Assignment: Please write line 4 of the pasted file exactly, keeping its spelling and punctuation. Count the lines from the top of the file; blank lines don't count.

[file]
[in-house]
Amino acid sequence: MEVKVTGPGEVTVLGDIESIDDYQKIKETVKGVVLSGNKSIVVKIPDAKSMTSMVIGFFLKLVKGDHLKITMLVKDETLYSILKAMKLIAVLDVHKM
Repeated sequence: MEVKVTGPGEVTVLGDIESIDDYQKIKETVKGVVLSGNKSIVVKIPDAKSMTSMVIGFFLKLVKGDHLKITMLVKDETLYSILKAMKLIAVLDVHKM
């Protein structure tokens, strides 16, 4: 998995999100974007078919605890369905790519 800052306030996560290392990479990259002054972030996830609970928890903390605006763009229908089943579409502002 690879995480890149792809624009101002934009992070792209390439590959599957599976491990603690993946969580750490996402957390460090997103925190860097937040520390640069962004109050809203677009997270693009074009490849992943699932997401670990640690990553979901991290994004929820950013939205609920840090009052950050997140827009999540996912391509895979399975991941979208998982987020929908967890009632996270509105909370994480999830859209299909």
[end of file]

């Protein structure tokens, strides 16, 4: 998995999100974007078919605890369905790519 800052306030996560290392990479990259002054972030996830609970928890903390605006763009229908089943579409502002 690879995480890149792809624009101002934009992070792209390439590959599957599976491990603690993946969580750490996402957390460090997103925190860097937040520390640069962004109050809203677009997270693009074009490849992943699932997401670990640690990553979901991290994004929820950013939205609920840090009052950050997140827009999540996912391509895979399975991941979208998982987020929908967890009632996270509105909370994480999830859209299909």